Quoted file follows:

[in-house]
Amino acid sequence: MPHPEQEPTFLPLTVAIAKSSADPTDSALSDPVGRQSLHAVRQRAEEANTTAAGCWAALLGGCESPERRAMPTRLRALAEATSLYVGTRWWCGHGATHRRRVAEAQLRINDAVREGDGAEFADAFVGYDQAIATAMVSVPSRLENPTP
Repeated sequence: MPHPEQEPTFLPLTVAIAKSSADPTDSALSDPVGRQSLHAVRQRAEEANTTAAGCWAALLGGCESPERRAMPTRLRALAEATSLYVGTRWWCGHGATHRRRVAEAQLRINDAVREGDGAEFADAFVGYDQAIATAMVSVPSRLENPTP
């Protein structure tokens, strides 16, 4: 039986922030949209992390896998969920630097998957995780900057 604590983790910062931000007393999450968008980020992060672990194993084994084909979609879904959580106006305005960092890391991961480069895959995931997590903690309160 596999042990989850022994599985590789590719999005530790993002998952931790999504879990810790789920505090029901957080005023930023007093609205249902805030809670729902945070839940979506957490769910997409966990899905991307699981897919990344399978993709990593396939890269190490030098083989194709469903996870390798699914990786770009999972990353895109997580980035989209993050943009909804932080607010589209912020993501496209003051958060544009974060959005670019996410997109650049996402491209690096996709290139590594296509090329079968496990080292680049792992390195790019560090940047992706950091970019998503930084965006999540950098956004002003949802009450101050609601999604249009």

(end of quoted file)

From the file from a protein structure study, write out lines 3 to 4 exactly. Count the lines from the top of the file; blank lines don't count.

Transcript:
Repeated sequence: MPHPEQEPTFLPLTVAIAKSSADPTDSALSDPVGRQSLHAVRQRAEEANTTAAGCWAALLGGCESPERRAMPTRLRALAEATSLYVGTRWWCGHGATHRRRVAEAQLRINDAVREGDGAEFADAFVGYDQAIATAMVSVPSRLENPTP
């Protein structure tokens, strides 16, 4: 039986922030949209992390896998969920630097998957995780900057 604590983790910062931000007393999450968008980020992060672990194993084994084909979609879904959580106006305005960092890391991961480069895959995931997590903690309160 596999042990989850022994599985590789590719999005530790993002998952931790999504879990810790789920505090029901957080005023930023007093609205249902805030809670729902945070839940979506957490769910997409966990899905991307699981897919990344399978993709990593396939890269190490030098083989194709469903996870390798699914990786770009999972990353895109997580980035989209993050943009909804932080607010589209912020993501496209003051958060544009974060959005670019996410997109650049996402491209690096996709290139590594296509090329079968496990080292680049792992390195790019560090940047992706950091970019998503930084965006999540950098956004002003949802009450101050609601999604249009």